With regard to GBM, TAM/Ms have common biomarkers, e.g., cluster of differentiation 68 (CD68), which is also the most commonly expressed protein in various malignant diseases (29). Nevertheless, CD163, which is highly specific for M2 macrophages, is also highly expressed in GBM cells (29–31), which suggests a dominance of the M2 cluster of TAM/Ms in the GBM tissue. In an early study on GBM-related macrophages, M1 and M2 clusters were classified together as being histologically similar to each other. Studies have indicated that the inclusion of TAM/Ms into the M2 family is responsible for their non-phagocytic function and anti-immune responses in GBM; TAM/Ms are further classified into M2a, M2b, and M2c subtypes based on their different roles in GBM response. However, specific exclusive characteristics of the M2 family between categories remains to be further elucidated (15). The M1 and M2 polarity classification is defined in the inflammatory response. However, TAM/Ms in GBM play a role in the carcinogenesis process. Differences in the origin of macrophages and activation of the innate immune response induces different responses, dependent on the microenvironment, helping the formation of heterogeneous communities and subgroups with appropriate functions. In the GBM microenvironment, the predominant activity of TAM/Ms takes place through the M2 phenotype, whereas the immune status of TAM/Ms favors immune suppression. Moreover, the enrichment of the M2 cluster TAM/Ms is associated with the prognosis and survival of GBM patients (32–34). From a biochemistry perspective, GBM cells produce immunosuppressive cytokines, including IL-10 (35), macrophage-inducing chemokine monocyte chemotactic protein-1 (CCL2) (16), and cell-surface protein colony-stimulating factor 1 receptor (CSF1R) (36). Transcriptomic analysis of GBM cells has demonstrated a positive relationship between invasion-related genes and immunosuppressive genes (37, 38). Hence, polarized TAM/Ms have been reported to stimulate carcinogenesis via their immune-escape effect and immunosuppressive secretions. Further, cancer growth factors have also been identified in GBM cells co-cultured with TAM/Ms (25). With the help of these growth factors, GBM cells are able to suppress TAM/M polarization into the M1 phenotype and induce polarization into the M2 phenotype by recruiting and re-differentiating macrophages into M2-dominant clusters, thus creating a pro-carcinogenesis immunosuppressive environment.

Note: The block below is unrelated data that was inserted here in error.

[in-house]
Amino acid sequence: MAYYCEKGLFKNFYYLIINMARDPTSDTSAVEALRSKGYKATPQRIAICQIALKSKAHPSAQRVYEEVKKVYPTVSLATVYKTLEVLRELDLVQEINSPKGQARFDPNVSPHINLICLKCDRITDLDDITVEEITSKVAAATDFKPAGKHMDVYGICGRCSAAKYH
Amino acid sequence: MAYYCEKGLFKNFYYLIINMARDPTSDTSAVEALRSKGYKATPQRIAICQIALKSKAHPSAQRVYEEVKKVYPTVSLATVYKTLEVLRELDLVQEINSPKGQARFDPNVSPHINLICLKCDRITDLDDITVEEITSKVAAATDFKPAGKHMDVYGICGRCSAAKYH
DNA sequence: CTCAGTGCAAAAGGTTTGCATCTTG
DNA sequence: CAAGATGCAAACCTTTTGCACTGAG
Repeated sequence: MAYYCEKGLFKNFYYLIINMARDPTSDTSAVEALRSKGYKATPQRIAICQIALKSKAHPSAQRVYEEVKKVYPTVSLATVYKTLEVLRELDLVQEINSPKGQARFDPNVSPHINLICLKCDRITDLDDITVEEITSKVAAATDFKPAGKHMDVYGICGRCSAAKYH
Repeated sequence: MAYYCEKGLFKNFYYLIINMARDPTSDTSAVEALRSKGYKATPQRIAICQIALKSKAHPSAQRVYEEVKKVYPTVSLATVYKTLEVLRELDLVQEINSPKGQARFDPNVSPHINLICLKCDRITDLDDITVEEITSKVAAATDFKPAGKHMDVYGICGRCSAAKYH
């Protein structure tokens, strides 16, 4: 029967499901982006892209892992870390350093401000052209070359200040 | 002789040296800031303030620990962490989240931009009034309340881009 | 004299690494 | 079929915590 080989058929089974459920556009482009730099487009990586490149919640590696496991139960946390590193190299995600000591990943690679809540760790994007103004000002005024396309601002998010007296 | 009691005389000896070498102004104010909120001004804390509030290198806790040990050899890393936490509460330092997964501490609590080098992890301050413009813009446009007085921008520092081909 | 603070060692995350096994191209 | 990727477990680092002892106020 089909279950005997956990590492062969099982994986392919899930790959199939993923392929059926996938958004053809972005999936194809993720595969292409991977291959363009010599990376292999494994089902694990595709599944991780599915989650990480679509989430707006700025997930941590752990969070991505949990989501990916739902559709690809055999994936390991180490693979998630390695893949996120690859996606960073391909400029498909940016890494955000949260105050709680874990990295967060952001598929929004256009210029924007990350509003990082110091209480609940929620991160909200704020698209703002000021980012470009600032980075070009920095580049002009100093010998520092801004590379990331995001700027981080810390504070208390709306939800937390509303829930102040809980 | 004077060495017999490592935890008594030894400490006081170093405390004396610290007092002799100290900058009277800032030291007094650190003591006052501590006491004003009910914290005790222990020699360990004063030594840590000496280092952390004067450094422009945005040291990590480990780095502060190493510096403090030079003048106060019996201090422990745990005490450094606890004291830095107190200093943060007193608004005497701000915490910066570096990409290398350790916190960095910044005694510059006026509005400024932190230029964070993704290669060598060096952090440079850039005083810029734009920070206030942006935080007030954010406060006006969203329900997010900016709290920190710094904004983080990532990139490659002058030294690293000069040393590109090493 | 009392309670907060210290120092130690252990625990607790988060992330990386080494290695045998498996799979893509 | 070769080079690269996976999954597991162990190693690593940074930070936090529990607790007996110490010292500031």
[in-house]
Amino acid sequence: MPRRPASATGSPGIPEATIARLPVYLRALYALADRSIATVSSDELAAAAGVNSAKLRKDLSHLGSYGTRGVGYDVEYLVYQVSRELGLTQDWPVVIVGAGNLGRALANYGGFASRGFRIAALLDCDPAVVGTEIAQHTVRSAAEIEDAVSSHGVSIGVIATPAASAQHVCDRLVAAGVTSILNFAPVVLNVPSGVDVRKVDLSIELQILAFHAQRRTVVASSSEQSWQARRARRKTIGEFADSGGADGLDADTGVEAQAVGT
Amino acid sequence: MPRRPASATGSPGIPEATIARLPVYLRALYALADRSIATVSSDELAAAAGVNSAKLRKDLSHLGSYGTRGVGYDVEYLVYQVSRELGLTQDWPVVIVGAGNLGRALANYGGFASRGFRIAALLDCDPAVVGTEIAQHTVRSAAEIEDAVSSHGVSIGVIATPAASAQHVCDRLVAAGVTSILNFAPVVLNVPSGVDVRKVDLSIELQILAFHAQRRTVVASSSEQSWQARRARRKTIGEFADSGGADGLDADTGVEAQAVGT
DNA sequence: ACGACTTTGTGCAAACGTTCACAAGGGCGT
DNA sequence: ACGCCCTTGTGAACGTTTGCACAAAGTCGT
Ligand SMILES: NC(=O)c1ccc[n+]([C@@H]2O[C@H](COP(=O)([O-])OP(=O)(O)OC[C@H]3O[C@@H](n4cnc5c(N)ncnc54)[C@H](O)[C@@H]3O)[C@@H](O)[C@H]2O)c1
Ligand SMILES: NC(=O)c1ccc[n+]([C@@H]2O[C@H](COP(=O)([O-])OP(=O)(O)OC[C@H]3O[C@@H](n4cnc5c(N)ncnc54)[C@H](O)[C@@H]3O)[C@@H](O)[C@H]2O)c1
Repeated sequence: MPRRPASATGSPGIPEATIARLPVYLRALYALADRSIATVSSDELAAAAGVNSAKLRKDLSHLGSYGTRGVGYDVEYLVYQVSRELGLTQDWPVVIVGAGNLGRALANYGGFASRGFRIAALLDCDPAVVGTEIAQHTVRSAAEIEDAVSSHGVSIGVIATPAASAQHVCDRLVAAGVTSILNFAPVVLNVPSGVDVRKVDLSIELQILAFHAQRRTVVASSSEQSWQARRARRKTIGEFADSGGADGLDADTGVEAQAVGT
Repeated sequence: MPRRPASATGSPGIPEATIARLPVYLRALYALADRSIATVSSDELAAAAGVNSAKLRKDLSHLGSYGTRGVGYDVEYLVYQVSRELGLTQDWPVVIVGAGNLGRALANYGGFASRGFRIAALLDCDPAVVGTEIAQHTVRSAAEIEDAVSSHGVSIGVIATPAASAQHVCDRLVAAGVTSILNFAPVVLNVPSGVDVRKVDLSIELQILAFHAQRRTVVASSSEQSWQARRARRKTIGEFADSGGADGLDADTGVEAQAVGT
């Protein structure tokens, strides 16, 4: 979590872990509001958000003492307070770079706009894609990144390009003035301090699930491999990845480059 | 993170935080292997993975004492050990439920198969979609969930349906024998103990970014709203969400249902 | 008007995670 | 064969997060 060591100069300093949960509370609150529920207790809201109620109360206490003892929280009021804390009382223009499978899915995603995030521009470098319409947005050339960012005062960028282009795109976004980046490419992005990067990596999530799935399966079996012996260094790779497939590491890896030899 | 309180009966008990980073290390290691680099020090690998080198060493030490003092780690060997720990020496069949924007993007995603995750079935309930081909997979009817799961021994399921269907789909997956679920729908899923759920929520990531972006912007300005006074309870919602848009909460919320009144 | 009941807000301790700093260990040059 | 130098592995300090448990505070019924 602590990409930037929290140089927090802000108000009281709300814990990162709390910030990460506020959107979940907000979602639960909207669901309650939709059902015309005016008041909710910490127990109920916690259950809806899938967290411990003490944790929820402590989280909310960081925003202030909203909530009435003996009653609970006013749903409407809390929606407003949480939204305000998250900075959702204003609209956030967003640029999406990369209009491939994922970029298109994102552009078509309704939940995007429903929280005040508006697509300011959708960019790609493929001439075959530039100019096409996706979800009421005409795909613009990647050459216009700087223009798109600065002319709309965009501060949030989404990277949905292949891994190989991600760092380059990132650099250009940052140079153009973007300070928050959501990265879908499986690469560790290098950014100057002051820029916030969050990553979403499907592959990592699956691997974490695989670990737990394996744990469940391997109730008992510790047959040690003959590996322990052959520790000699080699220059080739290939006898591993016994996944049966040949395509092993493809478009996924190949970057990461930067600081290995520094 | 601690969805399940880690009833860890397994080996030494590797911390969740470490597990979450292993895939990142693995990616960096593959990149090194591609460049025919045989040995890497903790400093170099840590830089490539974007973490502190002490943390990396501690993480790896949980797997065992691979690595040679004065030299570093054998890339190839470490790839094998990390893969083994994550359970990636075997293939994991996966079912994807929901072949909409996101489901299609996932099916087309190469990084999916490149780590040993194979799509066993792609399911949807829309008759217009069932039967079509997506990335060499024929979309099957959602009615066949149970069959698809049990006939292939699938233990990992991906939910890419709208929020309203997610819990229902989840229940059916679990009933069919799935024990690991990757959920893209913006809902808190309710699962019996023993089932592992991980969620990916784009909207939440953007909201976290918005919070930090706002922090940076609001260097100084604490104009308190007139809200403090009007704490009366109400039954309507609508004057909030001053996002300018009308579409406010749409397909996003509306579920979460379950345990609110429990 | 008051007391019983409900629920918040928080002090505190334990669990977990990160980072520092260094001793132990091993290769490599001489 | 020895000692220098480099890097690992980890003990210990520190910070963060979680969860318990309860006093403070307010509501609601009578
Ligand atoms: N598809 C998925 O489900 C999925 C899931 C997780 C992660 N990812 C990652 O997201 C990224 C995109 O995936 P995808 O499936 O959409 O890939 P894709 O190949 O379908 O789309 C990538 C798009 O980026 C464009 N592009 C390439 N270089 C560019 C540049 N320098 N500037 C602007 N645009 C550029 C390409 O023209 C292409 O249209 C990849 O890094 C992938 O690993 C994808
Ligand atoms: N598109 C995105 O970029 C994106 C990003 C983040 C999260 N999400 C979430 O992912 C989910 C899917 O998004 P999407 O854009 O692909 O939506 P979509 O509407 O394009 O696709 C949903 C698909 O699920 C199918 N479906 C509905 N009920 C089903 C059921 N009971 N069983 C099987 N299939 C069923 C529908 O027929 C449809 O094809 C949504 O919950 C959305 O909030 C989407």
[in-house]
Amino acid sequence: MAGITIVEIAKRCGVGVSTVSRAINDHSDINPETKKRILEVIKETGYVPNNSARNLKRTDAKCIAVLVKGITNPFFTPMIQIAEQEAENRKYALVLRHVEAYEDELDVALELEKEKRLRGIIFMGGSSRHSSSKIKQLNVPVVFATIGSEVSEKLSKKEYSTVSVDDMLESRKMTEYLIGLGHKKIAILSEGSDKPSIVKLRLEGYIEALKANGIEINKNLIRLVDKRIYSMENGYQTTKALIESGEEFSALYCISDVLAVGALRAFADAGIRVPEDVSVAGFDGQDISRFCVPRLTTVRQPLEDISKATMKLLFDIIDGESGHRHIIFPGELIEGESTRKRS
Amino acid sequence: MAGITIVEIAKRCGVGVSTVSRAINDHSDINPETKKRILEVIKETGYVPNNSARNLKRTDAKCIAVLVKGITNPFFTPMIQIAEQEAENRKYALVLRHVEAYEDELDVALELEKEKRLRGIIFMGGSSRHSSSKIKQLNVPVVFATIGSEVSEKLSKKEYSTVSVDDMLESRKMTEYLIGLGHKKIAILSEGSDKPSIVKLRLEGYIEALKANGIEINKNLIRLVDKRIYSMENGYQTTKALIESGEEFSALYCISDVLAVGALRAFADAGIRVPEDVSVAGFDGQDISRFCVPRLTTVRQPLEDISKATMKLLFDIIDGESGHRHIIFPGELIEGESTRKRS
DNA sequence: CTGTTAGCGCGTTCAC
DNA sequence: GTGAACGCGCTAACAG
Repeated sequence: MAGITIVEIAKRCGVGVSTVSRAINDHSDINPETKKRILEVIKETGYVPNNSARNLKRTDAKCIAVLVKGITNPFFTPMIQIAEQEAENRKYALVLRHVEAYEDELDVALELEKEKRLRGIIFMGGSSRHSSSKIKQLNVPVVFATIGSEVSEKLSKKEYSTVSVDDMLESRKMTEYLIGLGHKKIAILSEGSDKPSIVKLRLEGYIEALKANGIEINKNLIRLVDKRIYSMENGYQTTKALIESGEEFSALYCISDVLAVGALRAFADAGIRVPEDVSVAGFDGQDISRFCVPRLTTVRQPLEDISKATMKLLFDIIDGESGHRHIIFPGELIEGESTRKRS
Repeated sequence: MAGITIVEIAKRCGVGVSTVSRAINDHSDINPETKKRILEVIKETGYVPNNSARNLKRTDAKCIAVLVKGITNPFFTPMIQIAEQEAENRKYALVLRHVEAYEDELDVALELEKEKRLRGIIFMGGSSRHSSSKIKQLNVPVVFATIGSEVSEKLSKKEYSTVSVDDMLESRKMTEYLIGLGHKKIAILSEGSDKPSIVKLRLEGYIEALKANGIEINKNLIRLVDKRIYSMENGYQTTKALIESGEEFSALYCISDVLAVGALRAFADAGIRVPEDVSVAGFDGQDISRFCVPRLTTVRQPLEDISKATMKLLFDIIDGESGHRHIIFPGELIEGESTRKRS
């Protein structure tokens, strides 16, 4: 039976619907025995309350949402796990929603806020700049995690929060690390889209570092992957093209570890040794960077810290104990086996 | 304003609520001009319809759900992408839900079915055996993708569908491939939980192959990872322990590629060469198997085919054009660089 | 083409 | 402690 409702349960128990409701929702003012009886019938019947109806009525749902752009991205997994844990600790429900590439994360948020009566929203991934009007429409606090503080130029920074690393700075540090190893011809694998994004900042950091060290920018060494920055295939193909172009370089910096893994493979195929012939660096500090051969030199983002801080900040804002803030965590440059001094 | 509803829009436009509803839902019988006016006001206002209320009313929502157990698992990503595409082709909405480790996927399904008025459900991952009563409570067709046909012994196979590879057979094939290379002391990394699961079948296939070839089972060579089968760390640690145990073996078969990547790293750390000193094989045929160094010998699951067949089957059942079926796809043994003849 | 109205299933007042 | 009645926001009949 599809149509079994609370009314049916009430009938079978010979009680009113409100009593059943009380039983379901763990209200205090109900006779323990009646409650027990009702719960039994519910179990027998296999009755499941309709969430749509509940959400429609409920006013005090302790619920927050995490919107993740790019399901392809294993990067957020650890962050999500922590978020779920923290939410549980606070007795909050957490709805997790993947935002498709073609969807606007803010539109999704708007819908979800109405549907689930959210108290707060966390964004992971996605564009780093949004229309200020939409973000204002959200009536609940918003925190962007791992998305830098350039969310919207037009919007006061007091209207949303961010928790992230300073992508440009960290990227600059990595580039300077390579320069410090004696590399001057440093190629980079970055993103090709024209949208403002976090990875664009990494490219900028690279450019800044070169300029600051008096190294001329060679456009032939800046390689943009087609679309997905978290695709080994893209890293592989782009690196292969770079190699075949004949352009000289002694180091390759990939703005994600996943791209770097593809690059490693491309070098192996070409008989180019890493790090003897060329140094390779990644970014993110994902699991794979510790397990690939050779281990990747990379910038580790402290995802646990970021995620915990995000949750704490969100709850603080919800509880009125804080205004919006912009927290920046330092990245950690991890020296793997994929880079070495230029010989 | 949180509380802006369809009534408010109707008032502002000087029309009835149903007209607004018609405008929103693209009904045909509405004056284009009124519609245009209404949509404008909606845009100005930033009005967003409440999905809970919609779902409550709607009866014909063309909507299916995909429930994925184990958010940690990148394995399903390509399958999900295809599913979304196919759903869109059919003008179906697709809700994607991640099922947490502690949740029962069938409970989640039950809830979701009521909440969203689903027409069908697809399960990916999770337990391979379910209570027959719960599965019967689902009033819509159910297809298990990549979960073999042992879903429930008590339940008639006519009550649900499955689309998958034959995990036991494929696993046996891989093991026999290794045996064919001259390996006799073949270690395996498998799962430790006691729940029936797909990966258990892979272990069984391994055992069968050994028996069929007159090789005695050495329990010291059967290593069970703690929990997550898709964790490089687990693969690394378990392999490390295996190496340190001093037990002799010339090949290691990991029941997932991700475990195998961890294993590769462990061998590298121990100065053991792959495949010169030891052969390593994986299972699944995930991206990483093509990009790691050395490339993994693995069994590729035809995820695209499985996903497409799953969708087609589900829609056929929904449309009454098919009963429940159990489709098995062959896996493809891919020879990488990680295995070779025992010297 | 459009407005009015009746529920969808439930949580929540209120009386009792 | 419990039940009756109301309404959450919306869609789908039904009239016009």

Previous studies have validated that TAM/Ms are related to the prognosis/survival outcomes of GBM patients. One previous study (39) used automated quantitative immunofluorescence to identify the prognostic impact of TAMs in GBM. The results of their study suggested that M2-like TAMs hold an unfavorable prognostic value in high-grade gliomas. Similarly, Pimenta et al. (40) reported that untreated GBM patients with TAM infiltration demonstrated a shorter overall survival compared with the patients without TAM infiltration. Additionally, the number of microglia/macrophages with positive staining for CD163 and CD204, which are thought to be markers for M2 macrophages, was found to be correlated to the histological grade of gliomas, whereas the ratio of M2 macrophages in the TAM/Ms was related to the histological grade (41). This suggests that evaluation of the proportion of M2 microglia/macrophages in GBM is useful for the assessment of the prognosis of patients with gliomas, including GBM. Kaffes et al. (42) determined that high expression of the TAM-related gene AIF1, which encodes the TAM-specific protein IBA1, is correlated with a worse prognosis in pro-neural GBM, but confers a survival benefit in mesenchymal tumors. Recently, numerous studies have reported that TAM/Ms regulation may be a potential therapy strategy in cases with GBM. A new report demonstrated that PI3Kγ inhibition could suppress TAM/M accumulation in glioblastoma microenvironment, and enhance the anti-neoplastic effects of temozolomide in glioblastoma cells (43). In addition, the deletion of HuR (an RNA regulator) in TAM/Ms could attenuate glioma growth (44). Further, Martins et al. provide a comprehensive overview of microglia-centered combinatorial strategies against glioblastoma, and conclude that MG modulation, as a central paradigm in GBM immune tumor microenvironment, may lead to additional, long-lasting, and effective tumoricidal responses (45).